At Black Hound we have two options for safety conscious drivers:

  • The Swedish designed and built MIMSafe Variocrates and Gates which have been crash tested to European SPCT standards – you will find those here
  •  The European designed and built Crash Tested Harness

A couple of other points that I think are worthy of mentioning

  • Please don’t put dogs on front seats as inflating air bags may kill them
  • You risk voiding your insurance if an unrestrained dog in your car contributes to an accident

The best thing you can do for yourself and for your pet’s safety is to ensure they are always secured when travelling inside your car or on the back of your utility.

ROAD RULES STATE BY STATE IN AUSTRALIA

NSW

NSW have the harshest fines and section 297  has been widely interpreted when dealing with unrestrained dogs inside a vehicle. If you don’t have your dog secured, you may face a fine.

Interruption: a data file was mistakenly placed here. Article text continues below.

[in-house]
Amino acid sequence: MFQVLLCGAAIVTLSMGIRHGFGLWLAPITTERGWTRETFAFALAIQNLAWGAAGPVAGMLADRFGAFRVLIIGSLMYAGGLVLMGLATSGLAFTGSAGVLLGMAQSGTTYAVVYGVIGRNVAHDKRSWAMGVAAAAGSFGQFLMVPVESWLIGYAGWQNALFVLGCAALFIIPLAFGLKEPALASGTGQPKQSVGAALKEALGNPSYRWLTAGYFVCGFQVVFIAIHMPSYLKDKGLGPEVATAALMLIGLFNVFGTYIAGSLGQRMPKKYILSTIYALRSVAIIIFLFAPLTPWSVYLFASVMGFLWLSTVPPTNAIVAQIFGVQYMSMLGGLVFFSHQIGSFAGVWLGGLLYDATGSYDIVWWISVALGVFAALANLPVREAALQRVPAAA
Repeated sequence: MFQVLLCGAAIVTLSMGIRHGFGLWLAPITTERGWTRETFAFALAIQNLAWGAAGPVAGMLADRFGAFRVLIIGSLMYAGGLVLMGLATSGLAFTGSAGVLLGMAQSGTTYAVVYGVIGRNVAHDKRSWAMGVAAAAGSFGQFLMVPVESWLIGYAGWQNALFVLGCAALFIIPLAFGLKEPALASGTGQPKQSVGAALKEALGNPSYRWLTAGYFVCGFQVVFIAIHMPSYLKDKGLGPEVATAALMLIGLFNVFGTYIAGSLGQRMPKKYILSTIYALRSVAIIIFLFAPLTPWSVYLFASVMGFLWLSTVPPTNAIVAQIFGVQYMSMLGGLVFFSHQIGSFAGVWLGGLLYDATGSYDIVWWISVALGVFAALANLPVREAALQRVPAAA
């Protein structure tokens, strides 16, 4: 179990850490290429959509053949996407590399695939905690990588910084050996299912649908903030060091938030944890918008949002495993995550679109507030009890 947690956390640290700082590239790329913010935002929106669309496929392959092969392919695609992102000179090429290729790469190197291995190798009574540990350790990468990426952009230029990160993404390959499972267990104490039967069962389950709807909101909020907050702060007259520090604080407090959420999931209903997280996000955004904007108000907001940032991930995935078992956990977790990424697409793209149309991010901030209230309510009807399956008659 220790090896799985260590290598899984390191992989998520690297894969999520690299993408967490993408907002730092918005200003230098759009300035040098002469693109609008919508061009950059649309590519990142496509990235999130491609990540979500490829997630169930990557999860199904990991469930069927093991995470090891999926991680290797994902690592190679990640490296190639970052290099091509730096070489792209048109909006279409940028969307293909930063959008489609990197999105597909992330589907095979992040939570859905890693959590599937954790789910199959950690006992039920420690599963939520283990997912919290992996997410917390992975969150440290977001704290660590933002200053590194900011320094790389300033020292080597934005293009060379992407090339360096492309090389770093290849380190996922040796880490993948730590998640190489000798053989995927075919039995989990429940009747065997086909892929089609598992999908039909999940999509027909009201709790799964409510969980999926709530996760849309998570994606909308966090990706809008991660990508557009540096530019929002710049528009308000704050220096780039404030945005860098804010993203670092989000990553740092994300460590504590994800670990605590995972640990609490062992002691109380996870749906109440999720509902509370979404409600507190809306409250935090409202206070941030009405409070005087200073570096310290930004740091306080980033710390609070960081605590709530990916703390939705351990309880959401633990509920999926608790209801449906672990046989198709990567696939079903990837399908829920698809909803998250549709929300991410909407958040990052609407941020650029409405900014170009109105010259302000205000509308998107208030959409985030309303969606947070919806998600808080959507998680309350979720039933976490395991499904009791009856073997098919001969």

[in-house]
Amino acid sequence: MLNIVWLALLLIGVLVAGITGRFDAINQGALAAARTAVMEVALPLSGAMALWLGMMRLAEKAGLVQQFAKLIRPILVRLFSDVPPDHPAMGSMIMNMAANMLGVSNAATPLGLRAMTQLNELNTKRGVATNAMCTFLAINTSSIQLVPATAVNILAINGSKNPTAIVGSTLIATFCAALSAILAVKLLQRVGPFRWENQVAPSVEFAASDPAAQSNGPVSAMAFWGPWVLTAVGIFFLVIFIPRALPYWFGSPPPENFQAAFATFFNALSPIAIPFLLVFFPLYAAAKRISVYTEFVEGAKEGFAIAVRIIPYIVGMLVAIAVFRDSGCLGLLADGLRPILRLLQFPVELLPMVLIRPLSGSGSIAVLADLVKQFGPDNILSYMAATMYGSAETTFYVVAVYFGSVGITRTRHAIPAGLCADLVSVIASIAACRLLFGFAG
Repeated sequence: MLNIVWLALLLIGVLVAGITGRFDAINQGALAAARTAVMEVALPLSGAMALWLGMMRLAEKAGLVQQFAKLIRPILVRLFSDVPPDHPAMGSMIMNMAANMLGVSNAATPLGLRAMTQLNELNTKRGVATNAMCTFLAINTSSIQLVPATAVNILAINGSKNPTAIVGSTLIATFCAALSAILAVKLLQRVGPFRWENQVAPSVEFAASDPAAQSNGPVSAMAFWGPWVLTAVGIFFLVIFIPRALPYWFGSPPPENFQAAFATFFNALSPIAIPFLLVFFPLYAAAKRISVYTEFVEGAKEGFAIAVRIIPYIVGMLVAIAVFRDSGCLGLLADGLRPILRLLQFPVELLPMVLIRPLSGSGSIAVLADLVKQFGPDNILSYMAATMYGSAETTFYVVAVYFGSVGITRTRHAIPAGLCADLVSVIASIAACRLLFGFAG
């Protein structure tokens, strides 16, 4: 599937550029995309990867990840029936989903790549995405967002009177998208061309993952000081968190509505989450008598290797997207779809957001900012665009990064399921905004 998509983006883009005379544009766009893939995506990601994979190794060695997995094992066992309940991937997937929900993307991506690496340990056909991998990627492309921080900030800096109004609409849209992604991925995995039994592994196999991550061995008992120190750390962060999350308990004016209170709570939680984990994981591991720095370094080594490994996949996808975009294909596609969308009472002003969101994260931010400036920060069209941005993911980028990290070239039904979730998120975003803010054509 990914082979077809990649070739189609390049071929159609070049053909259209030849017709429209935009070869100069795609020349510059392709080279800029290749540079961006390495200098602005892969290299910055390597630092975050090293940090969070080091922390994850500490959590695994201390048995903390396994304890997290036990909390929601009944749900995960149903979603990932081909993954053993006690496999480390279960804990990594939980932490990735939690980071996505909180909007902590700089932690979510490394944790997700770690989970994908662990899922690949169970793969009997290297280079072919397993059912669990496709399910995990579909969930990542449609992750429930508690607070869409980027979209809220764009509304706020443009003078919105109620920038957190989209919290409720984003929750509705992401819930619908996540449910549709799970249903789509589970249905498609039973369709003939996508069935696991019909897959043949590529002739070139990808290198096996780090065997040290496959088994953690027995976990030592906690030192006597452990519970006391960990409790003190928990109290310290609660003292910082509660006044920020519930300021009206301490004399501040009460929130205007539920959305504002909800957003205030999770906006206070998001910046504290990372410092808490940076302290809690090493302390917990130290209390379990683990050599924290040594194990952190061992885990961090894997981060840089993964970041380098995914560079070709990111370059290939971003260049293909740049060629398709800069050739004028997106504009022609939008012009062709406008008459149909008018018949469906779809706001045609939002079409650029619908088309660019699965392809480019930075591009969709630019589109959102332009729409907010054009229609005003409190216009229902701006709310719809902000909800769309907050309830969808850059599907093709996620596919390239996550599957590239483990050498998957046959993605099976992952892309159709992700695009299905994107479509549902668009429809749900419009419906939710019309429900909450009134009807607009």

Section 297 – Dogs are not allowed on the drivers lap and are not to obstruct the drivers vision

Maximum penalty $2200 & 3 demerit points.

Section 7 (2A) Prevention of Cruelty to Animals Act – A person must not carry or convey a dog (other than a dog being used to work livestock), on the open back of a moving vehicle on a public street unless the dog is restrained or enclosed in such a way as to prevent the dog falling from the vehicle.

Maximum penalty: 50 penalty units ($5,500) or imprisonment for 6 months, or both

NSW Police will enforce the Prevention of Cruelty to Animals Act and there is plenty of anecdotal evidence that shows police are willing to infringe drivers who don’t have their dogs restrained inside their vehicle or on the back of utilities.

VIC

Road Safety Rules – section 297 (1) (a) driver is not allowed to drive with a dog on their lap. 5 penalty units – max fine of $635, no demerit points.

Prevention of Cruelty to Animals Regulations – dog must not be placed in the boot of a sedan. 5 penalty units – max fine $635

Prevention of Cruelty to Animals Act: Must not drive a motor vehicle with a tray / trailer and place a dog that is not secured properly on that tray / trailer. 10 p.u – max fine $1270